Stakeholders do not usually have direct power to influence decisions, but their opinions are often sought before big changes are made.

Frequently Asked Questions

Shareholders in a company are always stakeholders, but stakeholders are not always shareholders.

Shareholders, therefore, are part of the wider group of stakeholders, which includes employees, suppliers and the board of directors for a business.

To be a shareholder, you need to own at least one publicly traded share of a company.

To be a stakeholder, you need to be personally invested in the business, whether financially (like a shareholder, employee or supplier) or involuntarily (for example, because the business is in your local community).

In general, both shareholders and stakeholders want the business to succeed.

However, the shareholder wants the stock price to go up and the profits to increase so that their investment portfolio has more value and they receive more in dividends.

Stakeholders, on the other hand, are more invested in long-term success, which might mean sacrificing short-term profits and a few points on the stock exchange for robust changes into the future.

In this way, they are not conflicting interests, but they are slightly divergent.

Shareholder theory, also known as the 'Friedman Doctrine', is the 20th-century view that the CEO of a business is employed by the shareholders to make a profit.

Put forward in 1970, the shareholder theory was considered the way to do business, based on the idea that the success of a business could only be gauged by how much profit they made. It is now considered an outdated view.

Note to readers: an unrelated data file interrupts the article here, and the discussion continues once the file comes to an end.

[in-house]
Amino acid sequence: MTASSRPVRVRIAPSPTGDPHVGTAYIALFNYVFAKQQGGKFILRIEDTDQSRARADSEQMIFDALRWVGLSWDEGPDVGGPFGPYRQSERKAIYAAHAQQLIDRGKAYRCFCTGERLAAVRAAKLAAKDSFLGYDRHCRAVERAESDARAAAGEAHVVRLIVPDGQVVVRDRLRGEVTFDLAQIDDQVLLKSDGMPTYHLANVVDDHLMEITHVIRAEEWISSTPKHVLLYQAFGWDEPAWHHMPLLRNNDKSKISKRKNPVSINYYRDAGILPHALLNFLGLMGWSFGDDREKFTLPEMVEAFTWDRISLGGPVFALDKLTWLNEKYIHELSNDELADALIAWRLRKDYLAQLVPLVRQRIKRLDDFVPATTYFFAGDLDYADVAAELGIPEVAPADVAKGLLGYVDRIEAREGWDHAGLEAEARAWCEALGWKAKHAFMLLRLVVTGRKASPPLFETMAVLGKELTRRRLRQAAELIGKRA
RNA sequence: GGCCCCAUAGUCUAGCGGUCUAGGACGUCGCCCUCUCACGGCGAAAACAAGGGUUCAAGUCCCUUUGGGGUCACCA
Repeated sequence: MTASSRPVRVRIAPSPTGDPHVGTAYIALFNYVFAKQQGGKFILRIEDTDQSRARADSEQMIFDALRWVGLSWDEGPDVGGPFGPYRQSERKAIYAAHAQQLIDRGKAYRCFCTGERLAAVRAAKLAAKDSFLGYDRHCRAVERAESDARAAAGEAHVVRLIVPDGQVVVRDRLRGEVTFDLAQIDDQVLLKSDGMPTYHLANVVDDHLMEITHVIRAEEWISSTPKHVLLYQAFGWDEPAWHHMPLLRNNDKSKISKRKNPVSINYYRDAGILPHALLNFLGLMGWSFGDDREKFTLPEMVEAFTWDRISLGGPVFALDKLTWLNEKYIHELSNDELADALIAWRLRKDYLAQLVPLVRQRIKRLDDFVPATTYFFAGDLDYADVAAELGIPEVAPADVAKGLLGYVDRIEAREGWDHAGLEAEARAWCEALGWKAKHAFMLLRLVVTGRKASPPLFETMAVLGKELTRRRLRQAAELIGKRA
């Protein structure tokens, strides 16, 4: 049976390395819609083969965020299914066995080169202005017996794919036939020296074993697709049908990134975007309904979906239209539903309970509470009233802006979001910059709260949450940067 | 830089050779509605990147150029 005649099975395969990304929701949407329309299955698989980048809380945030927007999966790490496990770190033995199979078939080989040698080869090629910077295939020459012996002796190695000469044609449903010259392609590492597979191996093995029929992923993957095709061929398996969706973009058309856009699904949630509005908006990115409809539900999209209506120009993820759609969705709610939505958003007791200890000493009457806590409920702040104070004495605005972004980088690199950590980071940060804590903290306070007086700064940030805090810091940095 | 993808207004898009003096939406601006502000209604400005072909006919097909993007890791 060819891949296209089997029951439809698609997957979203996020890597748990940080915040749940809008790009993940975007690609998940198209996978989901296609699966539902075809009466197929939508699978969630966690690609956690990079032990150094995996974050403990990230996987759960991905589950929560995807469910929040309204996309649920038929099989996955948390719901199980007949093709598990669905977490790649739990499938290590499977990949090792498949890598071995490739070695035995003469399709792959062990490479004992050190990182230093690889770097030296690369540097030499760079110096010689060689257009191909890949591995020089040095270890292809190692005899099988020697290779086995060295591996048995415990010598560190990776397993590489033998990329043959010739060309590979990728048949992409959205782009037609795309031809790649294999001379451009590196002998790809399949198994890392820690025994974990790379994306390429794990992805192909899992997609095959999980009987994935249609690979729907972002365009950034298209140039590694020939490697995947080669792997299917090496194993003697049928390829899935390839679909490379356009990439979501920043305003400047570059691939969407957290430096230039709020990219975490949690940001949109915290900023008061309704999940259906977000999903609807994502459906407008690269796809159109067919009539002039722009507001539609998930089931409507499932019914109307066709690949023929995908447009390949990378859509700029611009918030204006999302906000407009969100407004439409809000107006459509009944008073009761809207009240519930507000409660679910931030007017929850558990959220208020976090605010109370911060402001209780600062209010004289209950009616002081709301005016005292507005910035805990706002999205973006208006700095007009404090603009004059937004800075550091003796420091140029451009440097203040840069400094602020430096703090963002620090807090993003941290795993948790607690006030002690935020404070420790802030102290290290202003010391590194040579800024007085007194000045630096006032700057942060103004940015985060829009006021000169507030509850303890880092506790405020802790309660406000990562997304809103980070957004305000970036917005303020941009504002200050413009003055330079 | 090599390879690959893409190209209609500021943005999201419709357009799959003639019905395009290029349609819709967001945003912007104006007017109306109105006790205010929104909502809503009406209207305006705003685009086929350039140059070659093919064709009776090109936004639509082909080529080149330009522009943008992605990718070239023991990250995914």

Stakeholder theory is a more modern convention created by Edward Freeman. It states that a company's main responsibility is to its stakeholders and that a business should exist for more than just making a profit.

This viewpoint is backed through the wider net of stakeholders in a business that has been introduced thanks to CSR (corporate social responsibility) and more global accountability in things that matter, like pollution, carbon footprints and local community impact.

The Business Round Table, which includes businesses like Amazon and Apple, have drawn up a charter stating that they are held accountable by their stakeholders. This means that Freeman's theory is much more like business as we know it in the 21st century.

Shareholders have the power to vote on decisions within the company and can sue the business if they feel that their needs are not being met.

They can nominate people to the board of directors and help decide on whether there should be any mergers or acquisitions, whether a buyout should go ahead, and any changes in the direction a company is taking.

However, as shareholders are also stakeholders, and modern businesses are invested in working for all stakeholders, it could be seen that stakeholders are actually more influential.

The stakeholders of a business include anyone who is invested and has a 'stake' in the company. This includes:

  • The owner
  • Board of directors
  • Shareholders
  • Employees
  • Suppliers
  • Distributors
  • Bondholders (control the debt of a company)
  • Customers/clients
  • Local community (job availability, local charity work through corporate social responsibility)
  • Government (collects taxes)
  • Wider community (reducing carbon footprint and protecting the environment)

Final Thoughts

It is worth repeating that shareholders are stakeholders, but stakeholders are not always shareholders, as this phrase highlights the fact that the shareholders of a company are actually a subset of stakeholders.

While both shareholders and stakeholders want a company to be successful, the shareholder is more likely to be involved for short-term profit to increase their investment portfolio and receive increasing dividends.

The stakeholders are more interested in long-term success and are therefore more willing to sacrifice short-term profit for long-term growth.